Here’s a powerful reminder that when a supervisor is the harasser, prompt action can still save the day—as long as the harassed employee hasn’t yet been demoted, fired or otherwise substantially harmed.
The key is to have a clear reporting process in place, let employees know it’s there and then act fast once a complaint surfaces.
Recent case: Kristin’s employer outlined in its handbook exactly what employees need to do if they are being harassed. Kristin used that procedure to report alleged harassment by her boss. The employer immediately arranged a meeting and investigation and then removed the boss.
Kristin sued anyway. But because no harm had come to her before the employer acted, the court said she didn’t have a case. (Audrey v. Career Institute of Health and Technology, et al., No. 06-CV-5612, ED NY, 2014)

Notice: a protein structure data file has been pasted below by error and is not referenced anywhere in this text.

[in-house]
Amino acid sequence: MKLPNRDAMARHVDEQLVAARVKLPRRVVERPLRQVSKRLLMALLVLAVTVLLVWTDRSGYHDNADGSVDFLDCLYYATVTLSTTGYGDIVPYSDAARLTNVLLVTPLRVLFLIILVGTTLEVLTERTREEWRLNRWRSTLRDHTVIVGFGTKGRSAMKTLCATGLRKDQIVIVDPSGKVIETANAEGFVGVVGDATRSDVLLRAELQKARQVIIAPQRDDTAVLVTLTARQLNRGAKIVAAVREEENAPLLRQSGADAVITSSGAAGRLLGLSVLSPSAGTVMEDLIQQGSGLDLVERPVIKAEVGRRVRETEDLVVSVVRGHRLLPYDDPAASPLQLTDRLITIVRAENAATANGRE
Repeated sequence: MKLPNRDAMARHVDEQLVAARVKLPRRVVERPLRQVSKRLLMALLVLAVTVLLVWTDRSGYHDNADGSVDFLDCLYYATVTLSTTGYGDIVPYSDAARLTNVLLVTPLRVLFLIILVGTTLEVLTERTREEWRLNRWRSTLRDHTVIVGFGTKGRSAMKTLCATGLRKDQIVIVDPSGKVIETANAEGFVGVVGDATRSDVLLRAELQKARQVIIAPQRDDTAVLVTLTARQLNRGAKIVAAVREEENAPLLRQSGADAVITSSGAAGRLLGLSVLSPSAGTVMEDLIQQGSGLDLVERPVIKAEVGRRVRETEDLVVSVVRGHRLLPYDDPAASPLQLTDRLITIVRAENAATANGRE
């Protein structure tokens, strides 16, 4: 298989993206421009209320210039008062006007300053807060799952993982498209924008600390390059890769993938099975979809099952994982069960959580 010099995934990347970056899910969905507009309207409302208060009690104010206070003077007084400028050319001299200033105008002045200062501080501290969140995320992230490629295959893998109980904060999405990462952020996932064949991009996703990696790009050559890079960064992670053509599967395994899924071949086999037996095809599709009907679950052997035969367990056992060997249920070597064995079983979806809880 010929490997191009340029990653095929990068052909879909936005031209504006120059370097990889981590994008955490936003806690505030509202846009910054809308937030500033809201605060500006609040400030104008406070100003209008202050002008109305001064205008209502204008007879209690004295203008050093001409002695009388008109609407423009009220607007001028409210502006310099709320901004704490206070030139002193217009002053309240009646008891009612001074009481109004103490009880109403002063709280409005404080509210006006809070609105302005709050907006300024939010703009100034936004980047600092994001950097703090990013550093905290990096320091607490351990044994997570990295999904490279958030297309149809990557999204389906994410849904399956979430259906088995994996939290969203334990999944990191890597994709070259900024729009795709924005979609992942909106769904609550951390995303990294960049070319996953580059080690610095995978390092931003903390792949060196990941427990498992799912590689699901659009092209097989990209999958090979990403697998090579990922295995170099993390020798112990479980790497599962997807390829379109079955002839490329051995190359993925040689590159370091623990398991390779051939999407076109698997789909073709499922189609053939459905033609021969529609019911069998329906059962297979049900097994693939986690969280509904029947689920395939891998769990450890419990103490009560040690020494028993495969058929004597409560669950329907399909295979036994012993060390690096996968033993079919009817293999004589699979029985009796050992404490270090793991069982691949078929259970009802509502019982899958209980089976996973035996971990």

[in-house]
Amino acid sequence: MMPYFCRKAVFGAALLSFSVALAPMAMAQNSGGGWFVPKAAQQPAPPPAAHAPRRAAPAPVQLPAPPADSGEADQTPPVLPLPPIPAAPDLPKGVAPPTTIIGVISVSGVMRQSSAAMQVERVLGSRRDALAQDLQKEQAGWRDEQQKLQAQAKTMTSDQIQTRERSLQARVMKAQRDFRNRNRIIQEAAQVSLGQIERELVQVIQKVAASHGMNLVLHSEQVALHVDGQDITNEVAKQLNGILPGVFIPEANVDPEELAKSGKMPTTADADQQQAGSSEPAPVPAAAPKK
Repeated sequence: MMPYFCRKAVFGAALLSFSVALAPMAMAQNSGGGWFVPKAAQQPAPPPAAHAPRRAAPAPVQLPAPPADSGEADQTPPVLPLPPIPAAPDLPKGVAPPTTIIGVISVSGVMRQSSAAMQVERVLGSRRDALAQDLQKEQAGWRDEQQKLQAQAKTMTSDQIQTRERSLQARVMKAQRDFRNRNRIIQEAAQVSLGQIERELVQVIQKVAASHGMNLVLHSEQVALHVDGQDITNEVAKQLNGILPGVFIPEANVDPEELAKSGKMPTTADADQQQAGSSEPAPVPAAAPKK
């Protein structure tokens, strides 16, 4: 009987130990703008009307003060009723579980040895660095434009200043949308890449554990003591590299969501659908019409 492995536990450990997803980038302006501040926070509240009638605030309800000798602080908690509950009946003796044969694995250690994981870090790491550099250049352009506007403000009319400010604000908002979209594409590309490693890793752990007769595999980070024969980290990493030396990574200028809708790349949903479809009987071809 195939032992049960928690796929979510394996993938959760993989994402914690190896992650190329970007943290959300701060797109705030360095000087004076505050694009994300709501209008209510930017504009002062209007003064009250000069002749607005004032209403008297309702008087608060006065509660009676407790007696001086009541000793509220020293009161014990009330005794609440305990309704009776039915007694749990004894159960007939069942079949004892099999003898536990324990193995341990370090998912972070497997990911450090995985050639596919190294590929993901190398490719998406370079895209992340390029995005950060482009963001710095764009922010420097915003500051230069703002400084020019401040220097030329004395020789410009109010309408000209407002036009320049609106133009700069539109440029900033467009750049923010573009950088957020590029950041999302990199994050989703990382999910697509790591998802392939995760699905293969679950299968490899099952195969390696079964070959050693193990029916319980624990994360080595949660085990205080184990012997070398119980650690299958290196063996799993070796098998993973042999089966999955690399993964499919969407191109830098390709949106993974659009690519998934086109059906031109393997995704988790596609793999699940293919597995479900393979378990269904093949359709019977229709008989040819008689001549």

- How to Fire an Employee the Legal Way: 6 Termination Guidelines
- You don't have to make perfect decisions—Just honest ones
- Do you discipline for age-Related remarks? You should
- Don't write wishy-washy policies that make it hard for staff to comply
- Unionized? You may be able to use progressive discipline to address some forms of harassment